If the plan is to get there and stay in a self-catering type of accommodation with little interaction with other people, then that might be OK, but as a past resident, I have to say that a big part of enjoying the Greek culture is the evenings spent in a restaurant/bar meeting other travellers and locals. I wouldn't want to visit Rhodes for example if I couldn't do that. When I think about what I would do if I were willing to go, pretty much everything would be very limited. It just wouldn't be the same at all.
 

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Both. Island hopping plus a week or two of self catering on Crete in a fairly remote area. We might also hop over to Cyprus for a week or two. Absolutely no interest in the likes of Rhodes, Santorini, Mykonos, etc. Too touristy and we prefer other less crowded islands. We have spent lots of time in Greece on past trips so we have a good idea of where we would go and what it would be like. We get feedback from a few locals who live there and from our UK friends who are frequent visitors and who have lots of contracts in Greece.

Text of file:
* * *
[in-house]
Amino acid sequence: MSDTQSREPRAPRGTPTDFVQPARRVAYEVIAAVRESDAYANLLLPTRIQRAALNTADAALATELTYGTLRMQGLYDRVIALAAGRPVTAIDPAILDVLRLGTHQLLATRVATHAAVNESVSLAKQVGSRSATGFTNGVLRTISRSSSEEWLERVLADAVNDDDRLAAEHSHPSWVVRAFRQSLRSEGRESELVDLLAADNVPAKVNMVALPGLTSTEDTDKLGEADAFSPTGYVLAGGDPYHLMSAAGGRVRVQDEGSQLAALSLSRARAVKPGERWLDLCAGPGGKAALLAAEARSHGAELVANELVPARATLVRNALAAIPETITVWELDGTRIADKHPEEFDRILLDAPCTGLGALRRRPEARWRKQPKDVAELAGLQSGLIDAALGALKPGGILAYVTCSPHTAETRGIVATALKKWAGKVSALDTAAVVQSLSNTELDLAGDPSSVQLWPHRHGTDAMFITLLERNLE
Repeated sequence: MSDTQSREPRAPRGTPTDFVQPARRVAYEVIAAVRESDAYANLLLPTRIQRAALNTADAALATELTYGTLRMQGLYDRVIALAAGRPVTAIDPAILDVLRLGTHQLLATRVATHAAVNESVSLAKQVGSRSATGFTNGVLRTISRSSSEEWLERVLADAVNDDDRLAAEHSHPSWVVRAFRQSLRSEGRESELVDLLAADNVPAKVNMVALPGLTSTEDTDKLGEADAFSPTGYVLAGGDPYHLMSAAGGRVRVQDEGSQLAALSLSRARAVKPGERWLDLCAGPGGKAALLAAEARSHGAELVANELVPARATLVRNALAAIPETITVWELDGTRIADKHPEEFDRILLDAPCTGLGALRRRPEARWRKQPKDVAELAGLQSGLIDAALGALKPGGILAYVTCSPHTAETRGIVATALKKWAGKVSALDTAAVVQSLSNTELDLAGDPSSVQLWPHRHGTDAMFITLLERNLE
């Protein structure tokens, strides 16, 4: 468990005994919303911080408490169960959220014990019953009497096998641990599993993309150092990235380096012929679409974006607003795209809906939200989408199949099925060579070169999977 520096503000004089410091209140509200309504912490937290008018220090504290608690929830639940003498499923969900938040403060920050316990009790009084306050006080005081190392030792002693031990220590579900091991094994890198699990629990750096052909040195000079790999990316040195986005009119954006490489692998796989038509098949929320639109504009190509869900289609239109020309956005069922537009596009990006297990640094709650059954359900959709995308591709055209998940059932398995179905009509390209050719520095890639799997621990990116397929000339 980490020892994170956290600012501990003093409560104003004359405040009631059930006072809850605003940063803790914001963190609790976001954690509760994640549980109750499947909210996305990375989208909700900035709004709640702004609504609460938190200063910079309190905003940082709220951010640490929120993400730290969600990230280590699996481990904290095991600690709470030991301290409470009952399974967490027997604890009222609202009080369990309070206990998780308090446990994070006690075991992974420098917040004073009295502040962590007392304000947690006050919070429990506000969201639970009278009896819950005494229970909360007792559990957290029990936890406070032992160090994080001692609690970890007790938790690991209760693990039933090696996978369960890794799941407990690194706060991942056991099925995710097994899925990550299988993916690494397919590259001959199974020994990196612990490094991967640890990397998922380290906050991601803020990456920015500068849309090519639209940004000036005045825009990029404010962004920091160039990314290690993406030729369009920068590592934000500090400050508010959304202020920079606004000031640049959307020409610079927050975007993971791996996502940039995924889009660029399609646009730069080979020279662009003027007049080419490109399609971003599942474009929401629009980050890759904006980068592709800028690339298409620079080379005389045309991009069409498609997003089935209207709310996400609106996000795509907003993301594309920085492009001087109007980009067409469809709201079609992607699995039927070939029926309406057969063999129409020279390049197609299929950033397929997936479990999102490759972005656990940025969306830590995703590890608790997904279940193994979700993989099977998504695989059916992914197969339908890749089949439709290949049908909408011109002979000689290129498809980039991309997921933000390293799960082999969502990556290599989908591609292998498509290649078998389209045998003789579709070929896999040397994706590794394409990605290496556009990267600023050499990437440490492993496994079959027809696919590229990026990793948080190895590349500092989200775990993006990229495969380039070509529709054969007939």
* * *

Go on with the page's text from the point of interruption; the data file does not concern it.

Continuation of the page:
The overnight stay, or a few days longer is not an issue for us. We would stay in Glyfada. Less crowded. Easy access to the airport and to the ferries. Early days yet. If the fall does not work, just post Othodox Easter might.
 

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Discussion Starter #209
Both. Island hopping plus a week or two of self catering on Crete in a fairly remote area. We might also hop over to Cyprus for a week or two. Absolutely no interest in the likes of Rhodes, Santorini, Mykonos, etc. Too touristy and we prefer other less crowded islands. We have spent lots of time in Greece on past trips so we have a good idea of where we would go and what it would be like. We get feedback from a few locals who live there and from our UK friends who are frequent visitors and who have lots of contracts in Greece.

The overnight stay, or a few days longer is not an issue for us. We would stay in Glyfada. Less crowded. Easy access to the airport and to the ferries. Early days yet. If the fall does not work, just post Othodox Easter might.
My point ian is what will you be DOING wherever you are? I unashamedly will proclaim I love Greece and Greek culture and lifestyle. But when I think about if I were to visit in the near future at all, I really don't see how I would enjoy it.